Hi all,

While I appreciate the vote of confidence from everyone, I'm not interested in being the BDFL-delegate for this. I don't think it's a good idea, and I'm not willing to put further time into.

If he's interested, Donald Stufft would make a good choice for delegate.

Really do appreciate everyone's confidence.


On Mon, Nov 23, 2015 at 2:35 PM, Christian Heimes <christian@python.org> wrote:
On 2015-11-17 01:00, Guido van Rossum wrote:
> Hm, making Christian the BDFL-delegate would mean two out of three
> authors *and* the BDFL-delegate all working for Red Hat, which clearly
> has a stake (and IIUC has already committed to this approach ahead of
> PEP approval). SO then it would look like this is just rubber-stamping
> Red Hat's internal decision process (if it's a process -- sounds more
> like an accident :-).
> So, Alex, do you want to approve this PEP?

I haven't read this thread until now. Independently from your objection
I have raised the same concern with Nick today. I'd be willing to BDFL
the PEP but I'd rather have somebody outside of Red Hat. Alex is a great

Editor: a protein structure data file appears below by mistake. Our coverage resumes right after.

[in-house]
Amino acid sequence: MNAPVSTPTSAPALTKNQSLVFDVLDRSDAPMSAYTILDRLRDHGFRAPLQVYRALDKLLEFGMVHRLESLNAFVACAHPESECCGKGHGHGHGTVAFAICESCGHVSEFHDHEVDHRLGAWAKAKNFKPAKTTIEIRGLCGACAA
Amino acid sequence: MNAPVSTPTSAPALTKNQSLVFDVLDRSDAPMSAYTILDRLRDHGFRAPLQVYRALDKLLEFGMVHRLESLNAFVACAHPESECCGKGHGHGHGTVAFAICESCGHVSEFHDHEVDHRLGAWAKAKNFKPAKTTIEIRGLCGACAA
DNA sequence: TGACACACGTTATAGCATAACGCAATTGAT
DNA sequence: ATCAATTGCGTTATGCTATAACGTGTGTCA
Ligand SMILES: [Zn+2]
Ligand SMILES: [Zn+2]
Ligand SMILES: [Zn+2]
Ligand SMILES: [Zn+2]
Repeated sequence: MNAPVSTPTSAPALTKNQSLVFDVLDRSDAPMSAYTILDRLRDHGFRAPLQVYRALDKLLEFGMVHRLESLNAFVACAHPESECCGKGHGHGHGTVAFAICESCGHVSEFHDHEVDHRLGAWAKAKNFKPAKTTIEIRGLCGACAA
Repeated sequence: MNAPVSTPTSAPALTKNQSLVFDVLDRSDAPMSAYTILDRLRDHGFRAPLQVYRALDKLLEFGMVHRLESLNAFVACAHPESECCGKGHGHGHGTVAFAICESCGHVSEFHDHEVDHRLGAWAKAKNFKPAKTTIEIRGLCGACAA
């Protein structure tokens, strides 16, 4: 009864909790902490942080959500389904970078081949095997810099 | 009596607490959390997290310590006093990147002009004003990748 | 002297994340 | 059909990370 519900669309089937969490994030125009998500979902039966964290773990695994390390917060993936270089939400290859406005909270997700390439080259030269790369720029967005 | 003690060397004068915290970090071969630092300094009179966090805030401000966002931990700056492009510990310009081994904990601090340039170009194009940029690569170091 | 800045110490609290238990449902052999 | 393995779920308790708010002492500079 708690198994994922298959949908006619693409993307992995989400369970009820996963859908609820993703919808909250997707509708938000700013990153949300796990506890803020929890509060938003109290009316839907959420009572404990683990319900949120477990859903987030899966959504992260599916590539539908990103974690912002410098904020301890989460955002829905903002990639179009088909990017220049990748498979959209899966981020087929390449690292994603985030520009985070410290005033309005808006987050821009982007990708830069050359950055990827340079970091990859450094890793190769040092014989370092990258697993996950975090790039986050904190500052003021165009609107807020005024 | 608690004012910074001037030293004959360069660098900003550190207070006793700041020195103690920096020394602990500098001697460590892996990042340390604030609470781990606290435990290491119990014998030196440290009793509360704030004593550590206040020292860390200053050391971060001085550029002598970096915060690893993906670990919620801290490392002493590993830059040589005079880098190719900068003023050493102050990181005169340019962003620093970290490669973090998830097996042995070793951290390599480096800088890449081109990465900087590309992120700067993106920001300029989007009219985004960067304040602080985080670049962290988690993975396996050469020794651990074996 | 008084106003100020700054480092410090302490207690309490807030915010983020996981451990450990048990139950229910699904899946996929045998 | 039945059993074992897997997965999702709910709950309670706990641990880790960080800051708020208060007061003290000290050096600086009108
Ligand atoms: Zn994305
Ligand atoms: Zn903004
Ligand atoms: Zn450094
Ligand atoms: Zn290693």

In the same mail I sent Nick a quick review of the latest PEP version in

1) The example implementation of the function doesn't check the
sys.flags.ignore_environment. Internally CPython has specialized getenv
function that ignores env vars with PYTHON prefix when the flag is set.
PYTHON* env vars aren't removed from os.environ. Modules have to check
the flag.

2) The PEP is rather Linux-centric. What's the recommended path to the
config file on other platforms like BDS (/usr/local/etc/ is preferred
for additional dependencies on FreeBSD), OSX and Windows?

3) What's the interaction between the location of the config file and
virtual envs? Would it make sense to search for the file in a venv's
etc/ first and then dispatch to global /etc/? That way venvs can
influence the setting, too.

4) It makes sense to make the cert-verification.cfg file future-proof
and reserve it for other cert-related configuration in the future. For
example it could be used to define new contexts, set protocols, ciphers
or hashes for cert pinning. It should be enough to say that CPython
reserves the right to add more sections and keys later.

5) I'm not particular fond of the section name [https]. For one It is
ambiguous because it doesn't distinguish between server certs and client
certs. It's also not correct. The default context is used for other
protocols like imap, smtp etc. over TLS.


"I disapprove of what you say, but I will defend to the death your right to say it." -- Evelyn Beatrice Hall (summarizing Voltaire)
"The people's good is the highest law." -- Cicero
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